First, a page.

FAQ - Graduate Programs in Clinical Child/Adolescent and Pediatric Psychology1. Do I have to attend a doctoral program with a formal “Child/Peds Track” if I would like to be a clinical child or pediatric researcher or clinician?
No. To conduct clinical child or pediatric research during one’s career, it is essential to gain research experience during graduate school that will allow you to become acquainted with relevant theories and methods and to gain independent research experience (i.e., masters thesis, dissertation, presentations, publications) in these areas. Typically, these experiences are obtained when selecting a research mentor with expertise in clinical child or pediatric psychology. To become a clinician in clinical child/adolescent or pediatric psychology, it is necessary to develop clinical expertise, either during your doctoral training, predoctoral internship, or postdoctoral fellowship. Placement in an internship or postdoctoral fellowship often depends in part on the quality and content of doctoral training experiences; thus, it is important to obtain high quality clinical training with children and adolescents to the extent possible to pursue this type of career.
2. If my research mentor or clinical supervisor is in the child or pediatric area, does it matter how many other child/peds faculty are at the program?
Although some of your training experiences will occur in the context of primary mentoring relationships, many of your courses, clinical training experiences, and opportunities for research collaboration will involve other members of the core clinical faculty. In many departments, a cadre of faculty with similar interests or expertise can promote a scientific community in which students benefit from shared resources and training opportunities. Note that the number of students with similar interests also can strongly contribute to training opportunities within a department. Because the numbers of faculty and students provide only a rough proxy of the type of scientific community available in a department, it is recommended that you carefully assess the opportunities for clinical child/pediatric training during the application process (e.g., during an on-site interview, for instance).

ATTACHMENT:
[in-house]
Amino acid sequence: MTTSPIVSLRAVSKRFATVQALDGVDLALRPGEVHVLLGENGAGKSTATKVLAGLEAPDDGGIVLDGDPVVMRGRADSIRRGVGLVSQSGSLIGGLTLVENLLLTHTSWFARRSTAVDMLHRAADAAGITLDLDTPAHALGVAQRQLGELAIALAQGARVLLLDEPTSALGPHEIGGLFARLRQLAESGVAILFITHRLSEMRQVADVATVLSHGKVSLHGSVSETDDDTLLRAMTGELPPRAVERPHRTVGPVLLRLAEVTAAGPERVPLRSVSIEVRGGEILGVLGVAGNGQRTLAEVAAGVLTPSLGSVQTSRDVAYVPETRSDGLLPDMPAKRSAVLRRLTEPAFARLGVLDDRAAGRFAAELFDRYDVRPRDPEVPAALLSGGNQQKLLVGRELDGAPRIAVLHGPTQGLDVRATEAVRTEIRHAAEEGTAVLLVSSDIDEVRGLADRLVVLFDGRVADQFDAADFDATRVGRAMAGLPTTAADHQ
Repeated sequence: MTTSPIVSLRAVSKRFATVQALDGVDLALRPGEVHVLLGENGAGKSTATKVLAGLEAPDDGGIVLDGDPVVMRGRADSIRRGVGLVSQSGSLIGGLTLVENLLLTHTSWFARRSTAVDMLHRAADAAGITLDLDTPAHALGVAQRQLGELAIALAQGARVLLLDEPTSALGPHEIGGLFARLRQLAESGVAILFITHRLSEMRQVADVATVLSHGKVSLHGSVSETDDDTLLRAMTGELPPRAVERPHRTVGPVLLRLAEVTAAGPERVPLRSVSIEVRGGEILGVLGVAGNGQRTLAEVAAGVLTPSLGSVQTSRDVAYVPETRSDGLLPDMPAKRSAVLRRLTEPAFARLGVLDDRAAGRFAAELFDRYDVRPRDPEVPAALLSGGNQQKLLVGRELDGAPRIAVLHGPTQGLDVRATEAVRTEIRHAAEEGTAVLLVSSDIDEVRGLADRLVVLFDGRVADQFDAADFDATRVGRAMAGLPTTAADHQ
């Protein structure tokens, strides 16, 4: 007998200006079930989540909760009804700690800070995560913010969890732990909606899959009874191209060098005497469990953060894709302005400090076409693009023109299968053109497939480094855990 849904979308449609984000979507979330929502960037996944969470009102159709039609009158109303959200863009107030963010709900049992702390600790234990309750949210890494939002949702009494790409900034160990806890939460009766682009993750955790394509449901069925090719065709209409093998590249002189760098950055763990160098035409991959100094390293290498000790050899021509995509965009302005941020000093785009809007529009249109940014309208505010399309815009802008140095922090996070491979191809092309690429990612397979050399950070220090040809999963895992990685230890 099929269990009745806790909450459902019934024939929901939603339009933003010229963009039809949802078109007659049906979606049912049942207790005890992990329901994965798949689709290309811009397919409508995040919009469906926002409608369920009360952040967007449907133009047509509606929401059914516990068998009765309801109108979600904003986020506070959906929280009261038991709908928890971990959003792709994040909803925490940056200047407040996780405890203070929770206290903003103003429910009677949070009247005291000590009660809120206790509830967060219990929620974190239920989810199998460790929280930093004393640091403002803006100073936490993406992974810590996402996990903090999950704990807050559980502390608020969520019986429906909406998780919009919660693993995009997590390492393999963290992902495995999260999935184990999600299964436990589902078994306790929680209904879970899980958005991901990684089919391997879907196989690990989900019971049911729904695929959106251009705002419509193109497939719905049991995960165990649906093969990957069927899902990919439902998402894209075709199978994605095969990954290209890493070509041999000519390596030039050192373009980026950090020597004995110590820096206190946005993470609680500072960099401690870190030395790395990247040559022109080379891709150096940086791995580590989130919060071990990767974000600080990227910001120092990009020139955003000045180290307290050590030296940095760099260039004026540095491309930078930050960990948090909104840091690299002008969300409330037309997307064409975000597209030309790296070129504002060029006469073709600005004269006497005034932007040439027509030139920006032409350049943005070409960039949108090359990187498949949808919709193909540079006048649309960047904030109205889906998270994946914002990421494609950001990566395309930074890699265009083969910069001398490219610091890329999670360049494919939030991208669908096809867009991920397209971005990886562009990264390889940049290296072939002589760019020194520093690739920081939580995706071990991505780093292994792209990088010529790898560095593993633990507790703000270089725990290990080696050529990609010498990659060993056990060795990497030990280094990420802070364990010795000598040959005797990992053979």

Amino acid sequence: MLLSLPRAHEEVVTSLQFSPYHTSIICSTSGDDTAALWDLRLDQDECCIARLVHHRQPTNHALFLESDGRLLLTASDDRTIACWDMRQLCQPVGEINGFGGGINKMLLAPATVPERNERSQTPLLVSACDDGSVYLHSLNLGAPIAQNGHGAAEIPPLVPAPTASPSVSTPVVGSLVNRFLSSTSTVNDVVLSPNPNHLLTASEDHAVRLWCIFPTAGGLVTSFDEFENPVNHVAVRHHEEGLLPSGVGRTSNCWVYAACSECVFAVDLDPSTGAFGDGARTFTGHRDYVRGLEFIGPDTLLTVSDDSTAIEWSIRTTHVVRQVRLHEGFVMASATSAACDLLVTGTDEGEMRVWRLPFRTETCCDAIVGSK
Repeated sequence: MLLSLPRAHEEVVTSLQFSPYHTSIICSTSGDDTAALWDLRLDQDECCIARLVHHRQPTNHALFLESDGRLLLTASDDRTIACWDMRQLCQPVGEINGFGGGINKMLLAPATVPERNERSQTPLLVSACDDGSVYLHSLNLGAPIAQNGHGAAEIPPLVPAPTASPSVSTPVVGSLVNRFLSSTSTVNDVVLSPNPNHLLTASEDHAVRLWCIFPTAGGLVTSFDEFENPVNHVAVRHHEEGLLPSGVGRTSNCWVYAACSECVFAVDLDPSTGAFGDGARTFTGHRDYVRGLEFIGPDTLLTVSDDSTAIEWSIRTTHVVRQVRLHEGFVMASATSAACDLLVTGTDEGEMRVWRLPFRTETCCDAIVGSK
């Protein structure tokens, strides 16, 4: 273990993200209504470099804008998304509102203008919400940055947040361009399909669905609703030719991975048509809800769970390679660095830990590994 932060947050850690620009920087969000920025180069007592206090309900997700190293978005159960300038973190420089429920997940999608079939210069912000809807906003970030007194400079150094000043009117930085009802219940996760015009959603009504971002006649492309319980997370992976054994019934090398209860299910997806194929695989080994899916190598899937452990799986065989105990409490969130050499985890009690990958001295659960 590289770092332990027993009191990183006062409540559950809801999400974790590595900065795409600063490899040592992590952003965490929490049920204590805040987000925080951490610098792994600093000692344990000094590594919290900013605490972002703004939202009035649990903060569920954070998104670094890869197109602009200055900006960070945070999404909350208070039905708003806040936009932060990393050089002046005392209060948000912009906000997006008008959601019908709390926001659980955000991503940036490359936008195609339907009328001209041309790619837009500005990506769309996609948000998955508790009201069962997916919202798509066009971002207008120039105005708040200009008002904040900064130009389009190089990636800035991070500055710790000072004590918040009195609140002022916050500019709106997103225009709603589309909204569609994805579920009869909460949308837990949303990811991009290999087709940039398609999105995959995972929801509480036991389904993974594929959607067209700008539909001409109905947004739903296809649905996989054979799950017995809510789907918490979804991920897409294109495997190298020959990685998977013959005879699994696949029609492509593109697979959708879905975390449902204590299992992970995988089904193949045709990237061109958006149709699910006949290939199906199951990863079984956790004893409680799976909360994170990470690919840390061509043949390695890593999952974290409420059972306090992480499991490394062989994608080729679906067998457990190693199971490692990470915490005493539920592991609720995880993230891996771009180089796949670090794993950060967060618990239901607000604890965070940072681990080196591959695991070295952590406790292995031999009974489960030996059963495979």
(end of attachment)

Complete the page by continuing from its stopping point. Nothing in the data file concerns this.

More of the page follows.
3. Does it matter how many students in the program have clinical child/adolescent and/or pediatric interests?
Much like the number of faculty, the number of students in the program with similar interests can have an important impact on the intellectual climate of the department, and opportunities for colleagial relationships. Be sure to find out whether the program you are interested in has sufficient resources (available mentors, openings in popular practica) to meet the needs of students with similar interests.
4. How do I interpret the data regarding “Coursework?”
Most graduate programs in clinical psychology offer training that is applicable to several areas of clinical research and practice (e.g., adult clinical, child clinical, pediatric, health, neuropsychology, etc). Due to the large curriculum of most graduate programs, it is not possible for students to obtain the necessary training to develop an expertise in all of these clinical sub-disciplines, but rather to obtain broad exposure to several. Thus, some training inevitably occurs in the context of broader overview classes, which may provide exposure to several different approaches in an introductory fashion. Students who wish to develop expertise specifically in clinical child/adolescent or pediatric psychology may benefit from coursework that is specifically dedicated to these content areas in greater depth. The data listed in this directory indicate how many courses in the graduate curriculum are dedicated specifically to training clinical child or pediatric psychology.
5. What if I am not sure whether I am interested in working with children, adults, or both?
Many applicants to graduate school have not yet determined their main interests. Graduate programs typically offer opportunities to work with several different populations, and to gain exposure to research in many different areas. However, the need to commit to a predominant graduate training focus during the application phase varies considerably across programs. For students who are reasonably certain that they are interested in working with children or adolescents in a clinical or clinical health (i.e., pediatric) context, it is advisable to seek a match that will allow for the focused development of skills in these training areas.
6. What are “evidence-based treatments?”
Over the past several decades, a growing emphasis of psychotherapy research has been to examine the efficacy of different treatment approaches. This is a large endeavor, and there is not yet enough evidence to determine whether specific treatments will work for all youth, all diagnoses, or in all contexts. However, much progress has been made, and a substantial body of evidence now is available to support the efficacy of specific treatment approaches for several common disorders in childhood and adolescence (see the Evidence-Based Treatment Website for more information). Recognizing the importance of these findings, many programs have dedicated substantial resources to ensure that graduate students are clinically trained in these evidence-based approaches.